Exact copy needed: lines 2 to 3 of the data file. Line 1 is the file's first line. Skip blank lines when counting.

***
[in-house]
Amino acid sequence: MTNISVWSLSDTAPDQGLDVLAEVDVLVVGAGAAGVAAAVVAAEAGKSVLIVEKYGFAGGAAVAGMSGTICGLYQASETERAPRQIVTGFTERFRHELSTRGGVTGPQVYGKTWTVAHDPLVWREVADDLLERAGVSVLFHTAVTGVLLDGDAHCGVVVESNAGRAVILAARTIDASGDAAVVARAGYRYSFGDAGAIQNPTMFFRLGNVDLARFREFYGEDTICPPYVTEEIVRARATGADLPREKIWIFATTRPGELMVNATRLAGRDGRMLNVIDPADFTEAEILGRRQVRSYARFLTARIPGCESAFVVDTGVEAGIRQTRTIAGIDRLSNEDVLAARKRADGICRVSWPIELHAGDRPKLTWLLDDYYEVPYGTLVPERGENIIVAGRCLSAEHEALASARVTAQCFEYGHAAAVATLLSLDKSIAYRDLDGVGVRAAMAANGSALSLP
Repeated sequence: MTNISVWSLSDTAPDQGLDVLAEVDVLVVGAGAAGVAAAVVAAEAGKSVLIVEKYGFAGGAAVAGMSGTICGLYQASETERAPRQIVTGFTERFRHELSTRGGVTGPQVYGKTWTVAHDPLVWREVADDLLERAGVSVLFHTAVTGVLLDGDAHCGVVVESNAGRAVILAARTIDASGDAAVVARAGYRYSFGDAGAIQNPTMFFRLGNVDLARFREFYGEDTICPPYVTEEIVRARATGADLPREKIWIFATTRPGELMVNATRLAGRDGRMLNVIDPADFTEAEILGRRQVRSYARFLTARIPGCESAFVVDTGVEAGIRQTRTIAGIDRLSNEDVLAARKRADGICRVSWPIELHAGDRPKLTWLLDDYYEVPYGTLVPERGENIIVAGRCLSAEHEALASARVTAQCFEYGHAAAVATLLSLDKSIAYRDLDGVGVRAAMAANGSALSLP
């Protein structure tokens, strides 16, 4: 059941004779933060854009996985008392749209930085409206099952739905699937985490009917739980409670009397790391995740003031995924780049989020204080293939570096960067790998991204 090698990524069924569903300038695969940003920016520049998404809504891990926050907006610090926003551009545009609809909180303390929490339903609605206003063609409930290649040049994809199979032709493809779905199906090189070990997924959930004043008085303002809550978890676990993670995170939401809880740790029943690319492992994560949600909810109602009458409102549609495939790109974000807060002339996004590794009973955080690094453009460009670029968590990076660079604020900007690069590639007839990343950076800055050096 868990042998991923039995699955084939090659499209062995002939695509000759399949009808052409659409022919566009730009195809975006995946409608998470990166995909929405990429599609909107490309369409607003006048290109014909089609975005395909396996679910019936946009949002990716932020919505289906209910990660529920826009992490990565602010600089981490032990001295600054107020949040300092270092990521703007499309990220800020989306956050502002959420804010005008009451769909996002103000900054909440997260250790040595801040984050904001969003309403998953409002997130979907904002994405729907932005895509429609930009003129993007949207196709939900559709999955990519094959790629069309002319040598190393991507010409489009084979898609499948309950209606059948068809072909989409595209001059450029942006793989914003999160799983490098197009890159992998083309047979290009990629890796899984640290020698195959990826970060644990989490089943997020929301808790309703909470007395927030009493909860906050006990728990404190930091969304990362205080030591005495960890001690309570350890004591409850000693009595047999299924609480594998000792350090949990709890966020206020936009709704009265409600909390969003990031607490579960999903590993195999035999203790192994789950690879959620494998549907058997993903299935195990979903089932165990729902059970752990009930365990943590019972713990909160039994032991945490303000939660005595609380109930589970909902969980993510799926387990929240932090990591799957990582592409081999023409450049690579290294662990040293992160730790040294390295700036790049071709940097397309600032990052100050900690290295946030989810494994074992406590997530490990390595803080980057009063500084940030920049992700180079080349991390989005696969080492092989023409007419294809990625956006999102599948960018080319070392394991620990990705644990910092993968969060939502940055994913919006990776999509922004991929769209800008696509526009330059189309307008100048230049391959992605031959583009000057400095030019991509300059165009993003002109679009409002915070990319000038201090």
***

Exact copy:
Amino acid sequence: MTNISVWSLSDTAPDQGLDVLAEVDVLVVGAGAAGVAAAVVAAEAGKSVLIVEKYGFAGGAAVAGMSGTICGLYQASETERAPRQIVTGFTERFRHELSTRGGVTGPQVYGKTWTVAHDPLVWREVADDLLERAGVSVLFHTAVTGVLLDGDAHCGVVVESNAGRAVILAARTIDASGDAAVVARAGYRYSFGDAGAIQNPTMFFRLGNVDLARFREFYGEDTICPPYVTEEIVRARATGADLPREKIWIFATTRPGELMVNATRLAGRDGRMLNVIDPADFTEAEILGRRQVRSYARFLTARIPGCESAFVVDTGVEAGIRQTRTIAGIDRLSNEDVLAARKRADGICRVSWPIELHAGDRPKLTWLLDDYYEVPYGTLVPERGENIIVAGRCLSAEHEALASARVTAQCFEYGHAAAVATLLSLDKSIAYRDLDGVGVRAAMAANGSALSLP
Repeated sequence: MTNISVWSLSDTAPDQGLDVLAEVDVLVVGAGAAGVAAAVVAAEAGKSVLIVEKYGFAGGAAVAGMSGTICGLYQASETERAPRQIVTGFTERFRHELSTRGGVTGPQVYGKTWTVAHDPLVWREVADDLLERAGVSVLFHTAVTGVLLDGDAHCGVVVESNAGRAVILAARTIDASGDAAVVARAGYRYSFGDAGAIQNPTMFFRLGNVDLARFREFYGEDTICPPYVTEEIVRARATGADLPREKIWIFATTRPGELMVNATRLAGRDGRMLNVIDPADFTEAEILGRRQVRSYARFLTARIPGCESAFVVDTGVEAGIRQTRTIAGIDRLSNEDVLAARKRADGICRVSWPIELHAGDRPKLTWLLDDYYEVPYGTLVPERGENIIVAGRCLSAEHEALASARVTAQCFEYGHAAAVATLLSLDKSIAYRDLDGVGVRAAMAANGSALSLP